On the Nevada side, casinos and nightclubs are a major draw. On the California side, you can visit or even stay in historic buildings, see a museum, stop at the memorial to the wagon train emigrants who were caught in the Sierra Nevada over the winter at the infamous Donner Pass.

Granted, many visitors who come in winter are drawn mainly by the skiing, and both North and South Tahoe offer great alpine and downhill skiing and snowboarding, often well into April, given the magnitude of the snowfall here -- more than 30 feet a year on average. By March, you can ski in your shirtsleeves; showoffs ski down the mountains in swimsuits.

But there is plenty for non-skiers to do. In fact, it's worth the trip just to look, to gaze on what winter adds to an already awesome landscape.

Paddling Toward Desolation

I drive first to the Nevada side of the lake, just over three hours by car from San Francisco. I arrive just in time for my 1 p.m. cruise aboard the Tahoe Queen, a Mississippi River-style paddleboat. The captain provides running commentary as the boat glides away from the casinos and hotels and along the shoreline that is predominantly undeveloped public land -- a combination of California and Nevada state parks and federal property in the hands of the Bureau of Land Management.

Two-thirds of the lake, which is 22 miles long and 12 miles wide, is in California; the remaining third, Nevada. In the shallows close to shore in summer, the water in the lake, fed by snow melt, warms up to about 70 degrees. But even then, dive 10 feet and it's a frosty 39 degrees.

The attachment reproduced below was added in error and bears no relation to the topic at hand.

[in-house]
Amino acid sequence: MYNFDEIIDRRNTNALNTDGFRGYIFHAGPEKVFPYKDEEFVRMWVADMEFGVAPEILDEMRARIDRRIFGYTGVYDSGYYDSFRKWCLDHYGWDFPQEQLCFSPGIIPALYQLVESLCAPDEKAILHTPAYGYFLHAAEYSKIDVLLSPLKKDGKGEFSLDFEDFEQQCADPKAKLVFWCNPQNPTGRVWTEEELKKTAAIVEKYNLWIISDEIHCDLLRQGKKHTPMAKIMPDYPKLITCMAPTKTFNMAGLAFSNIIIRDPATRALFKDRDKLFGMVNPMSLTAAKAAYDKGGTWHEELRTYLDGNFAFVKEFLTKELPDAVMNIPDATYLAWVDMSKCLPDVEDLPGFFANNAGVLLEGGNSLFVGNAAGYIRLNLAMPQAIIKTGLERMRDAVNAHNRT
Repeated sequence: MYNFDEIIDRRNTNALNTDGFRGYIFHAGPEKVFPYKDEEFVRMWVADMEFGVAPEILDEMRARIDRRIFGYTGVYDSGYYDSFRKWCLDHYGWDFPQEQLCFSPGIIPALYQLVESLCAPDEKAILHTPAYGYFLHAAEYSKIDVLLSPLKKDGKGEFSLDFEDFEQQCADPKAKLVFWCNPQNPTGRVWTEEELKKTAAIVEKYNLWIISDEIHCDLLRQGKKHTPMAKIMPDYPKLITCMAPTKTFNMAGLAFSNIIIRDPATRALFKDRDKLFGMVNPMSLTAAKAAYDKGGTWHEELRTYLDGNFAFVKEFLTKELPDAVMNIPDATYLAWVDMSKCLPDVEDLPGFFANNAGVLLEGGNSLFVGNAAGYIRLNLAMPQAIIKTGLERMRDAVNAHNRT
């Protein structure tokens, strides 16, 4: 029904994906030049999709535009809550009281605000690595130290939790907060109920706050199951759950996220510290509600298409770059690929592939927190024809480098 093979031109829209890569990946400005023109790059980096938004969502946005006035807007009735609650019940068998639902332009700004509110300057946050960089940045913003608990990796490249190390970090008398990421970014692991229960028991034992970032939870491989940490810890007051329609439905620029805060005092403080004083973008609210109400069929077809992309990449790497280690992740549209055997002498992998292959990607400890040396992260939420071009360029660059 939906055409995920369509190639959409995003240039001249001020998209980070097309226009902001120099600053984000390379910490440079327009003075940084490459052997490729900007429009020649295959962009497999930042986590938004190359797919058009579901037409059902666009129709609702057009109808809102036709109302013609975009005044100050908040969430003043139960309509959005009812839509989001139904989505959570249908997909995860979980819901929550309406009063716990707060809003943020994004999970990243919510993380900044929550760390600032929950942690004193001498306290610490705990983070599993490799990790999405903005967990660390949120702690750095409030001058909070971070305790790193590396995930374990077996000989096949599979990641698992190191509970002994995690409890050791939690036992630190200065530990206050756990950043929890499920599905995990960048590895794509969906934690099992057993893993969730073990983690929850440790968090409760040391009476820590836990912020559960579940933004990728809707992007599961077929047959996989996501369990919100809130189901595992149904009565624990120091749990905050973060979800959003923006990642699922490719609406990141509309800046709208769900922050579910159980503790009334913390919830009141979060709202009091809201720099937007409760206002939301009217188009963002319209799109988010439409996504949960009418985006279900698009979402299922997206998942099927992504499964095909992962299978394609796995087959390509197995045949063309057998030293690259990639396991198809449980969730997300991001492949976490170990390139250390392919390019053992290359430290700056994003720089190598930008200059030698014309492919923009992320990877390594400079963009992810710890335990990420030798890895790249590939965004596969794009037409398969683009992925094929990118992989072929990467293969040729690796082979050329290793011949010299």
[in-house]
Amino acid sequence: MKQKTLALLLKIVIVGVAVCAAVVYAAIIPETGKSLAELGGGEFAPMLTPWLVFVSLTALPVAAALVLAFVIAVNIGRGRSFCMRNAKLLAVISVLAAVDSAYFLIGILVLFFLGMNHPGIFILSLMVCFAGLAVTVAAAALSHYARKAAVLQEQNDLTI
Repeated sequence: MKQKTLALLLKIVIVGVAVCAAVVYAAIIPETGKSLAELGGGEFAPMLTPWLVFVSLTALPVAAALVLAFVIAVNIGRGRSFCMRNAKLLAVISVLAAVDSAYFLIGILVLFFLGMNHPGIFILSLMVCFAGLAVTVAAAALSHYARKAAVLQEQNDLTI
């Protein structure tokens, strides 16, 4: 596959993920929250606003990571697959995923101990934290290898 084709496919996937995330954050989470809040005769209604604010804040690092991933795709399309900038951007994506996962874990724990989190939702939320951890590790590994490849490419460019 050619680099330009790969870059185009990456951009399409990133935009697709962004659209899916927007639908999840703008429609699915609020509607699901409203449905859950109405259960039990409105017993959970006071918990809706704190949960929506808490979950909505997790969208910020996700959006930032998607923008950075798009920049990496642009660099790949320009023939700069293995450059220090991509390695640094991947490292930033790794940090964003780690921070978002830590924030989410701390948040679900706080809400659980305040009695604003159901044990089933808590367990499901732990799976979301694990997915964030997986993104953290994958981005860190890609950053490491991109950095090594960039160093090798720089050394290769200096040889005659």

The boat meanders past sandy beaches, bays and coves, always in view of mountains that, in certain passages of light, are reflected in the clear blue water. The captain points out the mountain peaks that shelter Desolation Wilderness, where the opening scenes from the television Western "Bonanza" were filmed.

We glide through a narrow passage to enter Emerald Bay, named for the color of the water. A small granite island covered with naturally stunted bonsai trees juts straight out of the water. At the island's top are the remains of a teahouse. On the shore is Vikingsholm Castle, a stately mansion built in the Scandinavian style in 1929 by an eccentric woman who once owned all the land around the bay. She also built the teahouse, with stained-glass windows and marble floors. The mansion is open for tours spring through fall.

Near shore, the clarity of the water is amazing: You can see the bottom of the lake through as much as 70 feet of water.